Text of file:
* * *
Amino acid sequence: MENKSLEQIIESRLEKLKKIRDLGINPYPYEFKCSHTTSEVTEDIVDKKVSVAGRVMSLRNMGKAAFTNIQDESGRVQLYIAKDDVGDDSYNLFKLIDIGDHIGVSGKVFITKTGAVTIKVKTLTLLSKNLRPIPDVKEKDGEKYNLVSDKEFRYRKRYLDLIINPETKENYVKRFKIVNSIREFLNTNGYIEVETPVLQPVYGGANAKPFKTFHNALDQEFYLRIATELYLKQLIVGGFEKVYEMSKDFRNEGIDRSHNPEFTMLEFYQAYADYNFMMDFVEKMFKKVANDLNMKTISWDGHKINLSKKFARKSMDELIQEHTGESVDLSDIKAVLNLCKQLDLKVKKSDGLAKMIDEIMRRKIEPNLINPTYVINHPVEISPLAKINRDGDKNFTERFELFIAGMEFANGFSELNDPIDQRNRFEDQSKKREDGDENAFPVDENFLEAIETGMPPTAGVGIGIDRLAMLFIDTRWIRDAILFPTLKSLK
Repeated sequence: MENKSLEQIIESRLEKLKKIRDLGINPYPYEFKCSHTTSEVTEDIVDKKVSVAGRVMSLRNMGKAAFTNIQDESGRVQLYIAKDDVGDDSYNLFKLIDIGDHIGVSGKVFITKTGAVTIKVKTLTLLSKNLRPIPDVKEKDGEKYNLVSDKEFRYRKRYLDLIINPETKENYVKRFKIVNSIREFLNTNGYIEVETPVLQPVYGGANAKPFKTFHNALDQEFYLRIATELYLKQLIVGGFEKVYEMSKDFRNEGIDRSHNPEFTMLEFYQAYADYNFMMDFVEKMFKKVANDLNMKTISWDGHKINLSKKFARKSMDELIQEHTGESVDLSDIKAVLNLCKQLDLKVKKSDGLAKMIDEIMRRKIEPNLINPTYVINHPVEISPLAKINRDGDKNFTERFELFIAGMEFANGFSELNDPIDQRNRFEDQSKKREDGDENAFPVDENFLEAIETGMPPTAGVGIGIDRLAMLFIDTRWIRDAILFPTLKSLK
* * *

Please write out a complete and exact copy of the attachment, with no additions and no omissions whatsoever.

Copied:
Amino acid sequence: MENKSLEQIIESRLEKLKKIRDLGINPYPYEFKCSHTTSEVTEDIVDKKVSVAGRVMSLRNMGKAAFTNIQDESGRVQLYIAKDDVGDDSYNLFKLIDIGDHIGVSGKVFITKTGAVTIKVKTLTLLSKNLRPIPDVKEKDGEKYNLVSDKEFRYRKRYLDLIINPETKENYVKRFKIVNSIREFLNTNGYIEVETPVLQPVYGGANAKPFKTFHNALDQEFYLRIATELYLKQLIVGGFEKVYEMSKDFRNEGIDRSHNPEFTMLEFYQAYADYNFMMDFVEKMFKKVANDLNMKTISWDGHKINLSKKFARKSMDELIQEHTGESVDLSDIKAVLNLCKQLDLKVKKSDGLAKMIDEIMRRKIEPNLINPTYVINHPVEISPLAKINRDGDKNFTERFELFIAGMEFANGFSELNDPIDQRNRFEDQSKKREDGDENAFPVDENFLEAIETGMPPTAGVGIGIDRLAMLFIDTRWIRDAILFPTLKSLK
Repeated sequence: MENKSLEQIIESRLEKLKKIRDLGINPYPYEFKCSHTTSEVTEDIVDKKVSVAGRVMSLRNMGKAAFTNIQDESGRVQLYIAKDDVGDDSYNLFKLIDIGDHIGVSGKVFITKTGAVTIKVKTLTLLSKNLRPIPDVKEKDGEKYNLVSDKEFRYRKRYLDLIINPETKENYVKRFKIVNSIREFLNTNGYIEVETPVLQPVYGGANAKPFKTFHNALDQEFYLRIATELYLKQLIVGGFEKVYEMSKDFRNEGIDRSHNPEFTMLEFYQAYADYNFMMDFVEKMFKKVANDLNMKTISWDGHKINLSKKFARKSMDELIQEHTGESVDLSDIKAVLNLCKQLDLKVKKSDGLAKMIDEIMRRKIEPNLINPTYVINHPVEISPLAKINRDGDKNFTERFELFIAGMEFANGFSELNDPIDQRNRFEDQSKKREDGDENAFPVDENFLEAIETGMPPTAGVGIGIDRLAMLFIDTRWIRDAILFPTLKSLK